In 2012 I was living in a flat on the outskirts of lovely Leamington Spa, a picturesque Georgian town with lots of history and a grid system, with the then nearly-Mrs-Gnomepants V2.0 . The flat was a post war construct but had some modern trimmings such as central heating.
The thing with houses and flats is you get used to the sounds they make the longer you live in them. Sometimes these noises can be unique – particular to a location, a room or a function. The way a door closes. The way the water runs through the pipes. The way the floorboard creaks. How the neighbours sound. Each noise distinctive to the occupant. Sometimes subtly, other times in-your-face-obvious. The flat in Leamington Spa was no exception.
A particular sound that could be heard in the Leamington Spa flat was an almost imperceptable sigh from the attic when the heating switched from timed hot water only to hotwater and heating. It was like an asthmatic squirrel living in the attic. I could often hear it and know, safely, that the heating had come on gone off. Others might not have heard it though and would often think of my central heating predictions as some element of my weirdness.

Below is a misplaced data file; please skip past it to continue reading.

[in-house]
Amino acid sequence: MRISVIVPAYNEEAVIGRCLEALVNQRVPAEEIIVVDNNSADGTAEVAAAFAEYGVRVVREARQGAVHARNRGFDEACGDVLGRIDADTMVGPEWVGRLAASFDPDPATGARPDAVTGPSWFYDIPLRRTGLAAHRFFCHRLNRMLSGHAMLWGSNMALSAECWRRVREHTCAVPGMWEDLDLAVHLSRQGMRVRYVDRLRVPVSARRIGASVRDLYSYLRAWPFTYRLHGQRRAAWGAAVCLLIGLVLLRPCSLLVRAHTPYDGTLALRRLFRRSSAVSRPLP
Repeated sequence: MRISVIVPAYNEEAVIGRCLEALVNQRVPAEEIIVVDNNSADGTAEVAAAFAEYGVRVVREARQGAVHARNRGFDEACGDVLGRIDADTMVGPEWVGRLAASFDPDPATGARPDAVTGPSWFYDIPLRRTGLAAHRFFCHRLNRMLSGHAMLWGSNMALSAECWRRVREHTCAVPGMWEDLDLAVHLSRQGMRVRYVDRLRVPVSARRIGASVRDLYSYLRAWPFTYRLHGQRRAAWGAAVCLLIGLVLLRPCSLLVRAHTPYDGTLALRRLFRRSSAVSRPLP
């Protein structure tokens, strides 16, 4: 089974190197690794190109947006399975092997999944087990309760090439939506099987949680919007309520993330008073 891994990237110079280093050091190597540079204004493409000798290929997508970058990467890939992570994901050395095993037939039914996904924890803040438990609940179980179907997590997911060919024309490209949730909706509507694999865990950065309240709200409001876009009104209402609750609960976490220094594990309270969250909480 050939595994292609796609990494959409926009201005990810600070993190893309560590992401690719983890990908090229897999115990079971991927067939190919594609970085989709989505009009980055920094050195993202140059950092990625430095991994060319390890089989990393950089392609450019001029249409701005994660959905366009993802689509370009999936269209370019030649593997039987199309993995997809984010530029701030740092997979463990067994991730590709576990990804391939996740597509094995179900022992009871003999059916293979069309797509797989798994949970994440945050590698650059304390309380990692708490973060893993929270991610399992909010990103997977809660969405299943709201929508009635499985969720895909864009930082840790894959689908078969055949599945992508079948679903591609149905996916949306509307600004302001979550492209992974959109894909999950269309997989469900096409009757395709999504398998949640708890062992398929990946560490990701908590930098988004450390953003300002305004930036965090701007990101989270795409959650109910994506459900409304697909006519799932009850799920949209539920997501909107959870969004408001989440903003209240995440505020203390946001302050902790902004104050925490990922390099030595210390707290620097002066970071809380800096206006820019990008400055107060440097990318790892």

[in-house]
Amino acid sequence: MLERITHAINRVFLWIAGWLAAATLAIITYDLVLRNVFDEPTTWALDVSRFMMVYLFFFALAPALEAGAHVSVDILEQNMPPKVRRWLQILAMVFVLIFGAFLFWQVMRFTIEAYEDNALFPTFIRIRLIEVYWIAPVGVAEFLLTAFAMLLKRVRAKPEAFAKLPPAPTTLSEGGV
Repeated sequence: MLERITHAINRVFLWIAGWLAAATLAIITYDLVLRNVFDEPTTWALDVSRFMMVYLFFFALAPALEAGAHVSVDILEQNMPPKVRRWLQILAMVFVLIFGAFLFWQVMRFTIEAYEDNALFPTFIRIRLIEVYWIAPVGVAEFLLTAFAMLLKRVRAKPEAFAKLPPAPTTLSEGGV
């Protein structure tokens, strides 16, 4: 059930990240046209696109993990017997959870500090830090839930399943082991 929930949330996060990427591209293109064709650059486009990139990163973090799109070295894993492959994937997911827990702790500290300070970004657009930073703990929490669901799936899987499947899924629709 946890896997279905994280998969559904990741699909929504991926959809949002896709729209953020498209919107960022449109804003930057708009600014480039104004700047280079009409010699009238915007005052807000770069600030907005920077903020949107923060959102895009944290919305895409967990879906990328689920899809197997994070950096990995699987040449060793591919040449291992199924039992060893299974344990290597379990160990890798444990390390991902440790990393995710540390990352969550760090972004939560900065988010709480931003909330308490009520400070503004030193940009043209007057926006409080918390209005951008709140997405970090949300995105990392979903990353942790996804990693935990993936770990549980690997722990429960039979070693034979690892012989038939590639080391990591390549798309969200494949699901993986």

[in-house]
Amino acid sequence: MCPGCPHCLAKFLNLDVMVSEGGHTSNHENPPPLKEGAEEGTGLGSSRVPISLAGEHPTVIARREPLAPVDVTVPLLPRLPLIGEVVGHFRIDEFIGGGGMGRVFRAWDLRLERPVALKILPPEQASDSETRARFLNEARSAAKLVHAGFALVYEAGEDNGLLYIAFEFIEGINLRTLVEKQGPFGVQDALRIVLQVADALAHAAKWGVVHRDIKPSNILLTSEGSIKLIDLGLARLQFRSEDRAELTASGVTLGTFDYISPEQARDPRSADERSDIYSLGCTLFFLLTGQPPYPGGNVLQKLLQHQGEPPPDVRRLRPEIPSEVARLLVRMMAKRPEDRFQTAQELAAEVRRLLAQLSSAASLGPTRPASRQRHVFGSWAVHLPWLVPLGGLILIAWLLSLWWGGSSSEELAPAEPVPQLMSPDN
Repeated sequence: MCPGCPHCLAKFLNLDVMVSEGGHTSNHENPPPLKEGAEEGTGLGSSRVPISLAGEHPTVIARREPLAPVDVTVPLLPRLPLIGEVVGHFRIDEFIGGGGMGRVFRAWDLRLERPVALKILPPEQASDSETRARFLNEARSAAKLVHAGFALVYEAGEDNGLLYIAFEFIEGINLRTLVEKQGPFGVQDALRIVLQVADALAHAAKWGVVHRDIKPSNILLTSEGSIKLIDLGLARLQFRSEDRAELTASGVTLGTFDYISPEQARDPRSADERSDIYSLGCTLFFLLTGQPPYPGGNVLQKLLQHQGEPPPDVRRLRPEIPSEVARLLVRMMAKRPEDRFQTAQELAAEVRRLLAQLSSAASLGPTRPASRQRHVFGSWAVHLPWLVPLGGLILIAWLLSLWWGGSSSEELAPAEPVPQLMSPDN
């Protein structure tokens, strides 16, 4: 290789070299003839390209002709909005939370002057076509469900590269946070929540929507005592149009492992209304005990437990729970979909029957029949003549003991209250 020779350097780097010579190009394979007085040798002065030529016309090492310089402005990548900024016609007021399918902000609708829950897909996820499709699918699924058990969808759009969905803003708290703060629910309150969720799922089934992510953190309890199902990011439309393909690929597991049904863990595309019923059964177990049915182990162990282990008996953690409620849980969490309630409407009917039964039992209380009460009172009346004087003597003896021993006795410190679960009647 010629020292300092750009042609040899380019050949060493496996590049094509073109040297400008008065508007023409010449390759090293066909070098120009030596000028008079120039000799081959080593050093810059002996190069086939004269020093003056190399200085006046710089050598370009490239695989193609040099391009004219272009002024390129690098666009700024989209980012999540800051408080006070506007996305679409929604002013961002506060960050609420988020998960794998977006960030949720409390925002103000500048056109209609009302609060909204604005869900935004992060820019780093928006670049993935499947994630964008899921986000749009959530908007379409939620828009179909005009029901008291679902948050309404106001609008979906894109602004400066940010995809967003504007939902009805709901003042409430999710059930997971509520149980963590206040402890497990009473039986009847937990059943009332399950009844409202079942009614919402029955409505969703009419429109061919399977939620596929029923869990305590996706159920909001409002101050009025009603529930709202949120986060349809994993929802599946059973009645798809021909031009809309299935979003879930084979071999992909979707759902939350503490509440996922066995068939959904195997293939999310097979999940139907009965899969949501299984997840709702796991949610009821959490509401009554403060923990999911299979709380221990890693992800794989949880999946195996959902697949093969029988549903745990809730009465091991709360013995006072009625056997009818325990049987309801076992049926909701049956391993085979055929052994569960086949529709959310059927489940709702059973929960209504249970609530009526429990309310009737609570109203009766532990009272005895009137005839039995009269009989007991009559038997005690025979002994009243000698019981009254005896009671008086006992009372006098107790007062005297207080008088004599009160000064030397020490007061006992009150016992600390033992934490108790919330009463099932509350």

So when the sigh ceased and the radiators started to glow red. I knew there was something up. Taking to the loft via a rickety ladder I was able to determine that the mysterious sigh used to come from the motor in the switch valve which had failed and was forcing the hot water into the heating system.
As handy as I am, I donned my flat cap, put a rolled up cigarette on my bottom lip and stood at the bottom of the ladder sighing, tutting and generally looking quizical. Then, after three mugs of tea (extra strong), several looks through the Sun newspaper (upon which I had drawn phalluses and spectacles on people in the photographs) and an impromptu 3 hour trip to the corner shop for some vital parts, I nipped up the ladder and took this photograph.
I then explained the problem to the Then-soon-to-be-Mrs-Gnomepants v2.0, pointed out that there was not much call for that kind of thing these days, sucked air through my teeth and said “It’s gonna cost ya”. The photograph was then sent on to a more experienced central heating engineer/plumber who, having been pleased to see such good investigative work and standing round, had the failed unit replaced in a fraction of the time and only one cup of tea.